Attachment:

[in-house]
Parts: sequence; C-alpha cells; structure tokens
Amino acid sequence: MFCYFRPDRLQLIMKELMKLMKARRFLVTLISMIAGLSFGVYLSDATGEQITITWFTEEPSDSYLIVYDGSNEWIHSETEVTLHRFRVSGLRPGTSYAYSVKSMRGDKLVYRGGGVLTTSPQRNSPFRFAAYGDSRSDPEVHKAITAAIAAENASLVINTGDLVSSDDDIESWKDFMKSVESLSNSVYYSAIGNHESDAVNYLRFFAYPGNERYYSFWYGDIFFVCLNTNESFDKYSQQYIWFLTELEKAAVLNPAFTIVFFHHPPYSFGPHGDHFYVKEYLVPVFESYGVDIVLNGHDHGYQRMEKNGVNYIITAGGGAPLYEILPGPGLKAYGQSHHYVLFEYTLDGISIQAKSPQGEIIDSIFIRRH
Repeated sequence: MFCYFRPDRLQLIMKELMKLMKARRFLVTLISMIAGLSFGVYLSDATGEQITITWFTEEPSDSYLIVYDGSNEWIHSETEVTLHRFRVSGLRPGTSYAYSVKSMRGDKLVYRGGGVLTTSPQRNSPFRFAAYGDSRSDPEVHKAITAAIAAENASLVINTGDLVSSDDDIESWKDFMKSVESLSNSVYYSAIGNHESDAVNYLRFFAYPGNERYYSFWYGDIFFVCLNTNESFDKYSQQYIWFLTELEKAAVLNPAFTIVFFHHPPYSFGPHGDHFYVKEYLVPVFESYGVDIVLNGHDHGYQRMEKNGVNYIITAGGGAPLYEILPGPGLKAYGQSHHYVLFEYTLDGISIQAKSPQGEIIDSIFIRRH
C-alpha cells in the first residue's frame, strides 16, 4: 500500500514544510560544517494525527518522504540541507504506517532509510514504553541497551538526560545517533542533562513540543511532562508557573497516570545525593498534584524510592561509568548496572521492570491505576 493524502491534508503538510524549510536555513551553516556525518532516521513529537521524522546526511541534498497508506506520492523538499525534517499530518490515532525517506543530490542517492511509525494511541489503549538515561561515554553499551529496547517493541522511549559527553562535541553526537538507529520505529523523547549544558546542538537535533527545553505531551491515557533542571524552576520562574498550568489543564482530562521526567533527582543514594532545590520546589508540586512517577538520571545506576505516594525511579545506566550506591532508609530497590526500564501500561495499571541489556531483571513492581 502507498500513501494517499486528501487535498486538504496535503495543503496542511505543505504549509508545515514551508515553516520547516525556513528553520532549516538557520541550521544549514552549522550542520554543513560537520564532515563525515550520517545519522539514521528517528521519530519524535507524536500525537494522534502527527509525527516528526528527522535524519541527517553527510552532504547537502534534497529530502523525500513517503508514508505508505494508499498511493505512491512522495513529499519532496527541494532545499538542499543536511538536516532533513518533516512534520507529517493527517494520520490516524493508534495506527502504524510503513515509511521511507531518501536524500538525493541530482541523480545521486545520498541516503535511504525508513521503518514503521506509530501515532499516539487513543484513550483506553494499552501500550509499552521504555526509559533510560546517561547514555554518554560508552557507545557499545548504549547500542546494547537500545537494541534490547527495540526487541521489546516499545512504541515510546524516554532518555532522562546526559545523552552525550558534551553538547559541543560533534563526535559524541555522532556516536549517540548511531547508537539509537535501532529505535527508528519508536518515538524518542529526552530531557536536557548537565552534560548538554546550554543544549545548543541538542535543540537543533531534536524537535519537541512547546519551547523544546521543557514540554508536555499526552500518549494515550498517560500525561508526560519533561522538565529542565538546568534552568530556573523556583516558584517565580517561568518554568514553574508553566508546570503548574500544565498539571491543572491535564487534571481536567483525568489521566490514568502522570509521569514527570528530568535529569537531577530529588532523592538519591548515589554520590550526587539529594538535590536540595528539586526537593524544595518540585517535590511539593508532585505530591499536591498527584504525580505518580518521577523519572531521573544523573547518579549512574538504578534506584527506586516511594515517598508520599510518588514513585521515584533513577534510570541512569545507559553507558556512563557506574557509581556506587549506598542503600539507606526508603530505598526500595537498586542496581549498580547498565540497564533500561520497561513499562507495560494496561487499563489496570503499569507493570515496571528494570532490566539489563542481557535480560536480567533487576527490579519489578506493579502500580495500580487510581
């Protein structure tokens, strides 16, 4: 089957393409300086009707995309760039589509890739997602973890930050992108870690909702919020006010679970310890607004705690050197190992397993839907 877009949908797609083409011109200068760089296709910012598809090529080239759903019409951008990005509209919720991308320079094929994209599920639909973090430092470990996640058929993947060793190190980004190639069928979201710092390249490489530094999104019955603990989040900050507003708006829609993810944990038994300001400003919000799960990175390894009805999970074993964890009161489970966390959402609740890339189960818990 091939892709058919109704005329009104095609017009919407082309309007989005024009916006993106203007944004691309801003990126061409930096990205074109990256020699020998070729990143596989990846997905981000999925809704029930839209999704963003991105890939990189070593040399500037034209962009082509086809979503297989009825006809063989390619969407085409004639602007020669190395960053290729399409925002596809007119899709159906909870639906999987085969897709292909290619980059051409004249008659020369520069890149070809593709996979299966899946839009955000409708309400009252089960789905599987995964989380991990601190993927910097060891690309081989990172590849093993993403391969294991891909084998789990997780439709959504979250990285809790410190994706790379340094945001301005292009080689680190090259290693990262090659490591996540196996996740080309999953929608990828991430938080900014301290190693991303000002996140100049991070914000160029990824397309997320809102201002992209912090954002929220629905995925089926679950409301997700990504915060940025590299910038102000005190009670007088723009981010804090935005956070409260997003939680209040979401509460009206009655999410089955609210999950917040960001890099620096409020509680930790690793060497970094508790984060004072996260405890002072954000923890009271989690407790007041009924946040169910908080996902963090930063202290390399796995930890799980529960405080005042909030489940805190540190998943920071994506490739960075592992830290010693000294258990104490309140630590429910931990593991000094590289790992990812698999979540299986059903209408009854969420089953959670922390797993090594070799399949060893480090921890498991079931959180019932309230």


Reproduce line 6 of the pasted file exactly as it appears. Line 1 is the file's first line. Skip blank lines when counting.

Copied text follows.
């Protein structure tokens, strides 16, 4: 089957393409300086009707995309760039589509890739997602973890930050992108870690909702919020006010679970310890607004705690050197190992397993839907 877009949908797609083409011109200068760089296709910012598809090529080239759903019409951008990005509209919720991308320079094929994209599920639909973090430092470990996640058929993947060793190190980004190639069928979201710092390249490489530094999104019955603990989040900050507003708006829609993810944990038994300001400003919000799960990175390894009805999970074993964890009161489970966390959402609740890339189960818990 091939892709058919109704005329009104095609017009919407082309309007989005024009916006993106203007944004691309801003990126061409930096990205074109990256020699020998070729990143596989990846997905981000999925809704029930839209999704963003991105890939990189070593040399500037034209962009082509086809979503297989009825006809063989390619969407085409004639602007020669190395960053290729399409925002596809007119899709159906909870639906999987085969897709292909290619980059051409004249008659020369520069890149070809593709996979299966899946839009955000409708309400009252089960789905599987995964989380991990601190993927910097060891690309081989990172590849093993993403391969294991891909084998789990997780439709959504979250990285809790410190994706790379340094945001301005292009080689680190090259290693990262090659490591996540196996996740080309999953929608990828991430938080900014301290190693991303000002996140100049991070914000160029990824397309997320809102201002992209912090954002929220629905995925089926679950409301997700990504915060940025590299910038102000005190009670007088723009981010804090935005956070409260997003939680209040979401509460009206009655999410089955609210999950917040960001890099620096409020509680930790690793060497970094508790984060004072996260405890002072954000923890009271989690407790007041009924946040169910908080996902963090930063202290390399796995930890799980529960405080005042909030489940805190540190998943920071994506490739960075592992830290010693000294258990104490309140630590429910931990593991000094590289790992990812698999979540299986059903209408009854969420089953959670922390797993090594070799399949060893480090921890498991079931959180019932309230």